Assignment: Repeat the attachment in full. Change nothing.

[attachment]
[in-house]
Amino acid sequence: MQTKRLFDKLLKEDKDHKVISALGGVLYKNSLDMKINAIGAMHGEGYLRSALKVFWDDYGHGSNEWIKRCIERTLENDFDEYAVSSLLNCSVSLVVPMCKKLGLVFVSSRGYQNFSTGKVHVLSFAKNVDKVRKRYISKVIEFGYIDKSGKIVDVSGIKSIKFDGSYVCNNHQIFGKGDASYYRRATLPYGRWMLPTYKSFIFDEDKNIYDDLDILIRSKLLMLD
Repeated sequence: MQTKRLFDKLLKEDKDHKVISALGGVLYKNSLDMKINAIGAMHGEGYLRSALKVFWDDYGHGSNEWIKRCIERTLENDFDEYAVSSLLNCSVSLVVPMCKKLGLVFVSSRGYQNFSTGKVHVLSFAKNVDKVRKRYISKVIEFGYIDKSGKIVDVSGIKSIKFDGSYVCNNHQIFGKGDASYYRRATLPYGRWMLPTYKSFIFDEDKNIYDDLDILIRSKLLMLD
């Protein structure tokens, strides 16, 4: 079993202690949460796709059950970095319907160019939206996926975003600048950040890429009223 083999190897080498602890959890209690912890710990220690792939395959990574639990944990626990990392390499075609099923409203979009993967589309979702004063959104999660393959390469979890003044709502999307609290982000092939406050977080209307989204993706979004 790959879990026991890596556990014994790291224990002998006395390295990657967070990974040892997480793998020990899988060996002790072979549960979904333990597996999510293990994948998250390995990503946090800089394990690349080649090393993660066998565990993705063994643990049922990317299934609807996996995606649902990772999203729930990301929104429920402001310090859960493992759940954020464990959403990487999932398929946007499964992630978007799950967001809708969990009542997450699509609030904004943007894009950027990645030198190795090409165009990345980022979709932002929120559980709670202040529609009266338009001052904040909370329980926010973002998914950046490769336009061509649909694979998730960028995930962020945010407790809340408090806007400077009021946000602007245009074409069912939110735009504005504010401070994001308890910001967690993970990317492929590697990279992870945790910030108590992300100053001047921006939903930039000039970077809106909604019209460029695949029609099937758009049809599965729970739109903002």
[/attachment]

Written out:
[in-house]
Amino acid sequence: MQTKRLFDKLLKEDKDHKVISALGGVLYKNSLDMKINAIGAMHGEGYLRSALKVFWDDYGHGSNEWIKRCIERTLENDFDEYAVSSLLNCSVSLVVPMCKKLGLVFVSSRGYQNFSTGKVHVLSFAKNVDKVRKRYISKVIEFGYIDKSGKIVDVSGIKSIKFDGSYVCNNHQIFGKGDASYYRRATLPYGRWMLPTYKSFIFDEDKNIYDDLDILIRSKLLMLD
Repeated sequence: MQTKRLFDKLLKEDKDHKVISALGGVLYKNSLDMKINAIGAMHGEGYLRSALKVFWDDYGHGSNEWIKRCIERTLENDFDEYAVSSLLNCSVSLVVPMCKKLGLVFVSSRGYQNFSTGKVHVLSFAKNVDKVRKRYISKVIEFGYIDKSGKIVDVSGIKSIKFDGSYVCNNHQIFGKGDASYYRRATLPYGRWMLPTYKSFIFDEDKNIYDDLDILIRSKLLMLD
């Protein structure tokens, strides 16, 4: 079993202690949460796709059950970095319907160019939206996926975003600048950040890429009223 083999190897080498602890959890209690912890710990220690792939395959990574639990944990626990990392390499075609099923409203979009993967589309979702004063959104999660393959390469979890003044709502999307609290982000092939406050977080209307989204993706979004 790959879990026991890596556990014994790291224990002998006395390295990657967070990974040892997480793998020990899988060996002790072979549960979904333990597996999510293990994948998250390995990503946090800089394990690349080649090393993660066998565990993705063994643990049922990317299934609807996996995606649902990772999203729930990301929104429920402001310090859960493992759940954020464990959403990487999932398929946007499964992630978007799950967001809708969990009542997450699509609030904004943007894009950027990645030198190795090409165009990345980022979709932002929120559980709670202040529609009266338009001052904040909370329980926010973002998914950046490769336009061509649909694979998730960028995930962020945010407790809340408090806007400077009021946000602007245009074409069912939110735009504005504010401070994001308890910001967690993970990317492929590697990279992870945790910030108590992300100053001047921006939903930039000039970077809106909604019209460029695949029609099937758009049809599965729970739109903002």